MILTON — While demand for Blenko glass continues to be strong, the 129-year-old Milton glassmaking company is facing some economic challenges.
“We have seen significant increases in almost every single chemical used in our glass formulations,” said Dean Six, vice president of Blenko Glass. “Everything we use in the glassmaking process has gone up. Everything from gloves and janitorial supplies to raw metal for our blowpipes has increased in price.”
The pandemic has also added to financial concerns over the past two years.
“We shared the supply issues we had with corrugated boxes in 2020 and spray foam in 2021,” he said. “Now we are dealing with massive spikes in our natural gas pricing due to the situation in Europe, and we anticipate the effects of U.S. inflation will continue to affect our vendor pricing until 2024. We strive to be transparent and present the reality of our business as is.”
Six said one of the things Blenko uses is cobalt to make cobalt-colored glass.
“Historically, cobalt has not been a terribly expensive material to buy, but it’s an element in lithium batteries as I understand it and the people making lithium batteries are making a whole lot more money than we are making glass,” Six said. “So the market for cobalt is constantly going up. There is another higher price use for it in cars and cell phones, so the price of cobalt has gone up immensely.”
Six said the main ingredient used in Blenko’s artisan glassmaking process is sand.
“We use the purest silica sand we can afford,” he said. “Silica is used in semi-conductors and so we are competing in a reasonably limited market that has multiple uses. Some of these other uses are much more profitable and they can bear the cost of it doubling.”
Six says Blenko had to recently make the difficult decision to increase its prices.
“I don’t like prices increases,” he said. “We have historically been increasing prices incrementally on certain products to avoid shock to our customers, but this new increase is across all items and will be the final price increase for some time.”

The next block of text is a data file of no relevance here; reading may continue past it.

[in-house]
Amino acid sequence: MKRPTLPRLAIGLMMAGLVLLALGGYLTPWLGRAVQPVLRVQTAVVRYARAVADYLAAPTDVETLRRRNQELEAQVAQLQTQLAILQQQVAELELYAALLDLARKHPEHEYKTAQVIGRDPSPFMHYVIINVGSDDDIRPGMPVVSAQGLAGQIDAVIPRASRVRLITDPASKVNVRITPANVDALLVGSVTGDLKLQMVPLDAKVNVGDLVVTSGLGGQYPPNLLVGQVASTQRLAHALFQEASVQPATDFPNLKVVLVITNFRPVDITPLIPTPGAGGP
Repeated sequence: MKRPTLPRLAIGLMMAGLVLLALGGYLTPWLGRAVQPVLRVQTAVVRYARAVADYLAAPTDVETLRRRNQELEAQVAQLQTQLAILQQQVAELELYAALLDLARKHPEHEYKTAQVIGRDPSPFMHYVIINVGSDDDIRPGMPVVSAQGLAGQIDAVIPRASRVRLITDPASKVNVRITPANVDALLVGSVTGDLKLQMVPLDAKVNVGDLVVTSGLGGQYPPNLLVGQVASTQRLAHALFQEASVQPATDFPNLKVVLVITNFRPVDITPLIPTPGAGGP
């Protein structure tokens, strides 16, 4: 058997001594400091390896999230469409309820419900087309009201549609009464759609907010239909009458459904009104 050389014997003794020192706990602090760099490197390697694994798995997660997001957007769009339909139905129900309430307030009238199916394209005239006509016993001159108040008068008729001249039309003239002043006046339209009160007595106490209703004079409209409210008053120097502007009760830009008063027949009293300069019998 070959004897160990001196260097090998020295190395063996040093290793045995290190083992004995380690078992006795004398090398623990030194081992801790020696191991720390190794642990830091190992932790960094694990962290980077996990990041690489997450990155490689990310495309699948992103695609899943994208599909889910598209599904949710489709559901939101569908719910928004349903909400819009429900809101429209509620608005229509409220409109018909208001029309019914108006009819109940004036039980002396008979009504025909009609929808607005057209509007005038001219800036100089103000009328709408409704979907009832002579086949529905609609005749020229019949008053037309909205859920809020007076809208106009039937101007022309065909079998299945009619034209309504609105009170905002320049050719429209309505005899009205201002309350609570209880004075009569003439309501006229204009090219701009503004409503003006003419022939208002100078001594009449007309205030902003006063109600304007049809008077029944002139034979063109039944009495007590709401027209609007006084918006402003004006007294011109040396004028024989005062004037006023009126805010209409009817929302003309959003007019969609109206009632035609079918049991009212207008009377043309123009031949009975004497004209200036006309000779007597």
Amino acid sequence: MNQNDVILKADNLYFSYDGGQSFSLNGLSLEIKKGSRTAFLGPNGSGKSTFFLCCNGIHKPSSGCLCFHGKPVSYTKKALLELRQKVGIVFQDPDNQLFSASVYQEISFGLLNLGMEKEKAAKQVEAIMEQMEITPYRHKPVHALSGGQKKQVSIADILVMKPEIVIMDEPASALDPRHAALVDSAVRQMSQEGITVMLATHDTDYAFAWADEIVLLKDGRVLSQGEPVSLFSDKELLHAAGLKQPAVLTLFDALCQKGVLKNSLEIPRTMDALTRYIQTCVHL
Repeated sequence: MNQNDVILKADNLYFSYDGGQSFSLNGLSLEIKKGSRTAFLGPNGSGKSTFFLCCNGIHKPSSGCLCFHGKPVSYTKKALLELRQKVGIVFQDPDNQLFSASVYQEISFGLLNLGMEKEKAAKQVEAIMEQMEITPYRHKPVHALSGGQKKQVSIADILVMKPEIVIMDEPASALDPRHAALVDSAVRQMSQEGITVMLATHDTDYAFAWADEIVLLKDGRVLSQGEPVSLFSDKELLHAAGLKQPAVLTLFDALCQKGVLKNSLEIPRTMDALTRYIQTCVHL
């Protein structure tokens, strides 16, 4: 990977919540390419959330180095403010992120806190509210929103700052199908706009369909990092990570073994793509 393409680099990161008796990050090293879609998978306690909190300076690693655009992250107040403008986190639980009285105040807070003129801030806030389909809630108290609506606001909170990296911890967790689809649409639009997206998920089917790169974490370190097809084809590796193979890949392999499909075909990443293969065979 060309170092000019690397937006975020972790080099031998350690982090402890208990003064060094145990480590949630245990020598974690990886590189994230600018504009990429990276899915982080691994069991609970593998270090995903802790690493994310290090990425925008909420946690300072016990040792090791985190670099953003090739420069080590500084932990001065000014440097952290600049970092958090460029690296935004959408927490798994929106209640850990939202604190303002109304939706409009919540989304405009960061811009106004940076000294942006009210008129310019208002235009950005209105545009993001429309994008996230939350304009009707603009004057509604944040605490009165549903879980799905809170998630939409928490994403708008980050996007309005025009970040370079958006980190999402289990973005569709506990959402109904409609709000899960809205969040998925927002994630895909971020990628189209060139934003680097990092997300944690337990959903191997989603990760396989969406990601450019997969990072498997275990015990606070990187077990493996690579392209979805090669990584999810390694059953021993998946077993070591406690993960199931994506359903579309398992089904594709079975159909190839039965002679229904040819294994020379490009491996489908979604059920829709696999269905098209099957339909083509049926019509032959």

The prices increases vary depending on the product, but one example is the iconic 384 Water Bottle. The retail price was $64, but with the price increase it now sells for $78.
“We have been making that piece since 1938 and it’s what we make the most of,” Six said. “We thought of doing a smaller price increase, but if inflation continues and our prices to produce our products continues to increase then we didn’t want to have to turn around and increase prices again in a few months.”
To complicate things further, the immense amount of support the company has received for its glass has made it almost impossible for Blenko to keep stock on the shelves, according to Six.
“We are rapidly hiring and training new glassworkers but those skillsets take time to develop,” he said. “A good problem to have, but a problem nonetheless.”
So to make sure they can serve retail customers and reduce fulfillment and shipping times as Christmas approaches, Blenko has stopped accepting wholesale orders until 2023.
Six called Blenko’s current situation a simple case of supply and demand.
“We are selling more, but we are dealing with a shortage of workers, supply chain issues and limited capacity,” he said. “We are struggling to keep up with demand.”
Six says Blenko has hired an experienced trainer to work with its new hires.
“Their skillset improves each week,” he said. “We very much want to get back to complex and large pieces, but this takes time.”
One of those new workers is Lisa Stevens, 41, of West Hamlin, West Virginia. She is the first woman to ever work in Blenko’s hot shop.
“I am working in the stick up and heating division right now,” she said. “I get to work with my hands and be a part of making something beautiful. I would like to be a glass finisher one day.”
Six says to get more skilled workers, the company is working with the U.S. Department of Labor and West Virginia economic development officials to start a federally approved and regulated apprenticeship program for glassworkers.
“We have developed a 10,000-hour training program which our students can progress through in order to become a federally recognized glassworker,” Six said. “Those who complete this program will also receive college credit.”
Six said most customers have been positive about the changes.
“People are so loyal to Blenko and have told me they love that everything is handmade and they understand the situation we are in,” he said.
James Burch, of Hurricane, West Virginia, was at Blenko last week to buy one of the iconic water bottles and said he understands the need to increase prices.
“Everything I buy now has gone up in price over the last few years, so it’s to be expected that Blenko would have to increase its prices too,” he said. “I love the quality of their handmade glass products and even with the price increase everything they have is still a great value to me.”
“We believe these price increases to be fair,” Six said. “We want to be around for another 100 years, thus we must adapt and react quickly to these changing market conditions. We want our customers to know they can continue to rely on us. We feel strongly that our responsibility is to be a stable manufacturer and supplier of contemporary American-made glassware.”
Six said the prices have been updated on Blenko’s website at blenko.com.